At the beginning of a press trip that I am on this week in Germany I had 24 hours to enjoy Berlin. 24 hours was just long enough to see some of my favorite sites again and to join a walking tour through Context Travel to get a deeper look at one of Berlin’s most interesting neighborhoods.
Brandenburg Gate Area
My first trip to Berlin was shortly after the wall fell so the area around the iconic Brandenburg Gate is still special to someone like me who grew up when Berlin was a divided city. I did not get any unobstructed pictures of the gate on this trip as they were preparing for some big event. What was once a place of division is now apparently the perfect place for a party.
Right next to the gate is also the Remodeled Reichstag building with its beautifully clear dome that lets visitors look down on the German lawmakers with a transparency that is both literal and symbolic.
The Memorial to the Murdered Jews of Europe is close by the Brandenburg Gate as well. This evocative memorial deserves a visit, even a quick one.
On our last trip to Berlin, we ended a walking tour on Berlin’s famous Museum Island, but by the time we got there all the museums had closed so I planned my day to arrive when the museums opened at 10:00 am. At the top of my list was a visit to the Pergamon Museum.
Even though I could not visit the namesake Pergamon Alter because of renovations, the museum has 2 other “wow” exhibits. The first of these is the Ishtar Gate from the ancient city of Babylon. The museum recreates the gate and the entrance street and gives you the sort of humbling “here lives the great King of Babylon” moment that the builders originally intended.
The back of the gate of Ishtar is not the city of Babylon but another impressive gateway from the ancient market of the Roman city of Miletus.
I also visited the New Museum to see, among other things, the bust of Queen Nefertiti of Egypt. The many archeological treasures on Museum Island are a tribute to the work of German archeologists who helped create modern archeology.
The second half of my day was highlighted by a walking tour of the neighborhood of Kreuzberg called “Everyday Life in Kreuzberg”. My tour was with and provided by (paid for) Context Travel. I had reached out to Context as a way to do a deeper dive than most tours provide. They have tours provided by experts, like an architecture tour being given by an architect or an archeology tour led by an archeologist. This particular tour was led by Chris Benedict who is not only a long time resident of the neighborhood but one who had worked for some time for the local neighborhood improvement project.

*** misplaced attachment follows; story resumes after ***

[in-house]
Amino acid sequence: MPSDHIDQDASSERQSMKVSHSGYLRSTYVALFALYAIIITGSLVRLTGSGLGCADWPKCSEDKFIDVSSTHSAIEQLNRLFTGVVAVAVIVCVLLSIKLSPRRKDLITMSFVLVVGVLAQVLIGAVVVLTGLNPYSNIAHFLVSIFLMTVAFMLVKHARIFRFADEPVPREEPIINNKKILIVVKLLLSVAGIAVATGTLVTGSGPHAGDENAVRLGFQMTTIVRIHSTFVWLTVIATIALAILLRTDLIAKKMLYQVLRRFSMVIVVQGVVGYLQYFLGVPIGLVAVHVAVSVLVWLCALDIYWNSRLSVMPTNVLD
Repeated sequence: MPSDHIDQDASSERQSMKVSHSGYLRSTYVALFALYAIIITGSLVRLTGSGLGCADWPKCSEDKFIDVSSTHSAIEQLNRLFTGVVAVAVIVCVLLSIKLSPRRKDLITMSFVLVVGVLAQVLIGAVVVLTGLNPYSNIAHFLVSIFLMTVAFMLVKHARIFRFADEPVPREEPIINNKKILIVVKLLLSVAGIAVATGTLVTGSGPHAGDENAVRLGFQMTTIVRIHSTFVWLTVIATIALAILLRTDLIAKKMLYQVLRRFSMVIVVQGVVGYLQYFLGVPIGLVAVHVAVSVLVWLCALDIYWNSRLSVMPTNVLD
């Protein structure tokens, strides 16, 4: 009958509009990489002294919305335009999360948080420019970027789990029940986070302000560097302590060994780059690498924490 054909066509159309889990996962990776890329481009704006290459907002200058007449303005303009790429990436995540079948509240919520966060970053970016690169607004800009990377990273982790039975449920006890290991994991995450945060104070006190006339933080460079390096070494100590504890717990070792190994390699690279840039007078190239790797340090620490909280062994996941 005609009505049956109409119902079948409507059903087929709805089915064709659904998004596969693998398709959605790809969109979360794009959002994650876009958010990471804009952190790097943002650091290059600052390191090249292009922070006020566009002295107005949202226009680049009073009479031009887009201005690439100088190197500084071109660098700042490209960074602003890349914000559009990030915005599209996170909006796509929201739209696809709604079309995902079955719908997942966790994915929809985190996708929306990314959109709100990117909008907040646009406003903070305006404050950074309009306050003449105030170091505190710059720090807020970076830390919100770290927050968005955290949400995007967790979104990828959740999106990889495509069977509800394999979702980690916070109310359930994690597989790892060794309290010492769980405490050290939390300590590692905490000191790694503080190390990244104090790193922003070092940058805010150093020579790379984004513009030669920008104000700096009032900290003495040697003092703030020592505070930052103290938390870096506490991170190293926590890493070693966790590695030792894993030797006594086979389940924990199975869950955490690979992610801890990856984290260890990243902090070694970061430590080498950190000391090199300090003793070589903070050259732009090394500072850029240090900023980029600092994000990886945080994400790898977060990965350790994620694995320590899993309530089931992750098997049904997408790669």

Kreuzberg is an old working-class neighborhood that sat up against the wall in the divided Berlin. It has always had many immigrants, formerly Jewish but now more Turkish. It has the most mosques, the highest unemployment and poorest schools of Berlin neighborhoods but also has a thriving art scene and is a center for nightlife. It is both a bit sketchy and a little bit trendy. It’s Facebook relationship status with the rest of Berlin would be “it’s complicated”.
We started the tour at an “underground” station which in Kreuzberg is not underground. I was handed a flyer for cannabis and walked past a few youths that seemed to be running some sort of racket before I even left the station. I never felt unsafe, even walking down allies but might have felt different at night.
From the street, it is not obvious that behind some of the ornate facades were originally more houses for workers as well as small factories. Knowing which alley to duck down is part of the fun of exploring the neighborhood. We visited one of the many blocks where squatters took over buildings in the 1990s when the official plan for Kreuzberg called for tearing it down and replacing it with apartment complexes like the crumbling ones that surround the U Bahn station of Kottbusser Tor. Much of the character of the Kreuzberg neighborhood would have been lost without some civil disobedience.
But we also visited sites where the nearly annual May Day protests would pit locals vs the police. Even now when May Day is more about celebrating and less about rioting, the neighborhood resists changes. Chris said that when she was working with the community improvement project, some residence would vandalize anything that looked like gentrification out of the fear that it would drive out the poorer mostly immigrant population.
We visited a weekly market, saw people floating on one of the canals, walked by sidewalk cafes, but also walked past ever present graffiti, most of it not the artistic kind. Kreuzberg has a former hospital turned into an art center and a tiny house built on what somehow was unclaimed land near where the wall used to be. It has some lovely art deco buildings and some that would have been considered dreary even if they had been built on the GDR side of the wall.
Kreuzberg is a neighborhood in transition, despite itself. It is, to some degree, some of the immigration issues in Germany in miniature. It is dynamic. It is frustrating. It is an interesting neighborhood to explore if you find yourself in Berlin.
My thanks to Visit Berlin who put me up in the wonderful and wonderfully convenient Amano Grand Central (check prices) (see reviews) which is across the street from the main train station to Context Travel for offering this tour, and to airberlin who flew me to get to Berlin.